The Sweet32 is an attack first found by researchers at the French National Research Institute for Computer Science (INRIA). The attack targets the design flaws in some ciphers. These ciphers are used in TLS, SSH, IPsec, and OpenVPN. The Sweet32 attack allows an attacker to recover small portions of plaintext. It is encrypted with 64-bit block ciphers (such as Triple-DES and Blowfish), under certain (limited) circumstances. The SWEET32 attack can be used to exploit the communication that uses a DES/3DES based cipher suite. A man-in-the-middle attacker could use this flaw to recover some plaintext data. The attacker can steal large amounts of encrypted traffic between TLS/SSL server and client.
The SWEET32 attack affects the commonly used algorithm like AES (Advanced Encryption Standard), Triple-DES (Data Encryption Standard) and Blowfish for encrypting communication for TLS, SSH, IPsec and OpenVPN protocol. These algorithms break the data into blocks. As these algorithms generate small sized blocks, these blocks will be vulnerable to birthday attacks. Due to a flaw in the algorithm, there will be a situation where two block has the same key. An attacker can access the information by using XOR operation on the blocks to reveal the plain text.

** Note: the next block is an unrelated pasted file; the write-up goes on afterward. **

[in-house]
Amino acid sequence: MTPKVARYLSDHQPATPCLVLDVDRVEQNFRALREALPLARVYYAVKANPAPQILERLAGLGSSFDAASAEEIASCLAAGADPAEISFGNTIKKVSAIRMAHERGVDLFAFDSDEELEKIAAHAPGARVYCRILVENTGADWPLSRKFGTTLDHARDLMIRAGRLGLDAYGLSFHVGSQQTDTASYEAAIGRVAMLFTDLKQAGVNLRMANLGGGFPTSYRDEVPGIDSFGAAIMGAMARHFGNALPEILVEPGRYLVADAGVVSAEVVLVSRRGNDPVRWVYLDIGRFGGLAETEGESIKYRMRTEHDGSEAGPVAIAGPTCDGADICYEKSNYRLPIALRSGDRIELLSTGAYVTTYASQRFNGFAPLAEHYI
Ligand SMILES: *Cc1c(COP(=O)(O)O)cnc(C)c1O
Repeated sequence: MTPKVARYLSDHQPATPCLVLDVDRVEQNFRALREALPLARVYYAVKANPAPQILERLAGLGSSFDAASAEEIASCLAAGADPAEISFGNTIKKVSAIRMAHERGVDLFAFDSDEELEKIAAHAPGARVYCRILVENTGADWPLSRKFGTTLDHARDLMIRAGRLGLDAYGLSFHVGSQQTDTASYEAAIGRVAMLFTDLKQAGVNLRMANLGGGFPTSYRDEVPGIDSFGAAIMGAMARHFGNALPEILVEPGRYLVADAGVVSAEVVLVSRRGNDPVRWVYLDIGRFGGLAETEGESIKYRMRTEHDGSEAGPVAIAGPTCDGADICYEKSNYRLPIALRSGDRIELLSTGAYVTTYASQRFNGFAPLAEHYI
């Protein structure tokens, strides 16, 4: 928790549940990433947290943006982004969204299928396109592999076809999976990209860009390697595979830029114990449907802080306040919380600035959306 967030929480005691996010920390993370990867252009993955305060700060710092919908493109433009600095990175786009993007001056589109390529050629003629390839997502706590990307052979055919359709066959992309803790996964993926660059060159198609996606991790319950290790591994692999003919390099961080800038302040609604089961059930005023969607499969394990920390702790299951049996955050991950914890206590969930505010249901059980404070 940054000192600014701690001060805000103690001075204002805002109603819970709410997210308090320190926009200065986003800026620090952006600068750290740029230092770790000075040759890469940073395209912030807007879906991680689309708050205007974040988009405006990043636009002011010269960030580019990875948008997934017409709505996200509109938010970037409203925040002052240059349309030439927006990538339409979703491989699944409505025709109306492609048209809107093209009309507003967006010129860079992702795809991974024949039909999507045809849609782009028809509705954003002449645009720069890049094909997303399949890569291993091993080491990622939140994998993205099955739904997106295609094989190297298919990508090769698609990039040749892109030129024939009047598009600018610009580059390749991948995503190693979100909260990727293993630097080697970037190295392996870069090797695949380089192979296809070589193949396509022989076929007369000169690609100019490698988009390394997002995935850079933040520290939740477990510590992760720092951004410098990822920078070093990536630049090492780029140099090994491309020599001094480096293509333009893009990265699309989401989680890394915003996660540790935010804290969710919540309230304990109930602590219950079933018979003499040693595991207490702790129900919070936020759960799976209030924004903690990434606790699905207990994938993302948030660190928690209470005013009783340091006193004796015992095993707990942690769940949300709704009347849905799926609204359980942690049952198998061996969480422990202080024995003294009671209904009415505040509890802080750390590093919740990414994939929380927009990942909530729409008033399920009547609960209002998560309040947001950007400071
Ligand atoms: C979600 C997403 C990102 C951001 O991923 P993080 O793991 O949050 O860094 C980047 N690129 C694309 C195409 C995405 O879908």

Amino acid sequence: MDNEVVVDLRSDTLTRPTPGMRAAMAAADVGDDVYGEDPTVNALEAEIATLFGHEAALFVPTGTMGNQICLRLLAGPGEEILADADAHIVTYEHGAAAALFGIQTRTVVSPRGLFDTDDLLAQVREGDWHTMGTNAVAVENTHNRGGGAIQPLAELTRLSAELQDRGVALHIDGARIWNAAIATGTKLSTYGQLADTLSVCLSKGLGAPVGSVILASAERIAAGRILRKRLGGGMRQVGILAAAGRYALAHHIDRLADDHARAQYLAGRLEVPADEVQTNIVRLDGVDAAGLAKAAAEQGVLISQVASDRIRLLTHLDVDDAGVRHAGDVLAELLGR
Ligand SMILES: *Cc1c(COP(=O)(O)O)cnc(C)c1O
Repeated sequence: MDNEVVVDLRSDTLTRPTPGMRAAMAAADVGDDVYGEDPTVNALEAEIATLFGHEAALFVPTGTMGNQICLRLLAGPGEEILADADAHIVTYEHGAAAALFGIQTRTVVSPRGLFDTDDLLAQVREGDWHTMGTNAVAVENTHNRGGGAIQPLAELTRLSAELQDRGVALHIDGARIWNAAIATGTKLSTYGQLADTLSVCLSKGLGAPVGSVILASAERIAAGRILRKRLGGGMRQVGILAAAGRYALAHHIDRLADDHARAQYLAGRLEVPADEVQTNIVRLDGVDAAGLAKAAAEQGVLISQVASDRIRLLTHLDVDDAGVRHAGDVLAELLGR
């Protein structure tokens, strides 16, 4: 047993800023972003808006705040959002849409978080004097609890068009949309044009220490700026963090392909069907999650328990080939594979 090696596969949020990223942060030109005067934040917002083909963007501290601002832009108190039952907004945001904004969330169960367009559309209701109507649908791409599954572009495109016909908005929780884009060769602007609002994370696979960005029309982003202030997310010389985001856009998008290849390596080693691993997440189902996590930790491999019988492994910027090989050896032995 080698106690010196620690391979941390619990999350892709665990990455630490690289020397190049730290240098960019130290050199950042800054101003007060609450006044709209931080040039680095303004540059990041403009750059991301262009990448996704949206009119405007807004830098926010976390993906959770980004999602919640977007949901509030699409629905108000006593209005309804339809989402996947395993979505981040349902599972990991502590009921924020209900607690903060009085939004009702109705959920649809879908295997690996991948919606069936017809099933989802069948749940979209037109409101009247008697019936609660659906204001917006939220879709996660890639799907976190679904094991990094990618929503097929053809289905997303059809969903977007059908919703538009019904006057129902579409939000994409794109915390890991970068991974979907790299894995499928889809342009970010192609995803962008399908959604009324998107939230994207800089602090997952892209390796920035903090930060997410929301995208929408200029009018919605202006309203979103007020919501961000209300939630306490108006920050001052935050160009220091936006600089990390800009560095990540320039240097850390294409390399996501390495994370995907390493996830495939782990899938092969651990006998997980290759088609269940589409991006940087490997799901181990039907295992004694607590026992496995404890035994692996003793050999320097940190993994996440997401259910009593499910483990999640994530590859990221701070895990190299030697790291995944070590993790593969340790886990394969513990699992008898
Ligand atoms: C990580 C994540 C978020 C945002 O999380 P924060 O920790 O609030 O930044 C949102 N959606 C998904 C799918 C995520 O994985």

The impacts include:-
Man-in-the-middle attack: An attacker can perform a man-in-the-middle (MITM) attack on the communication channel to sniff data. These data can be used for malicious purposes.
Birthday attack: This attack exploits the birthday theory in probability theory. This attack uses the Pigeon-hole theory of probability. This attack finds the collision on the hash function used in the algorithm and exploits that vulnerability.
Beagle recommends the following fixes:-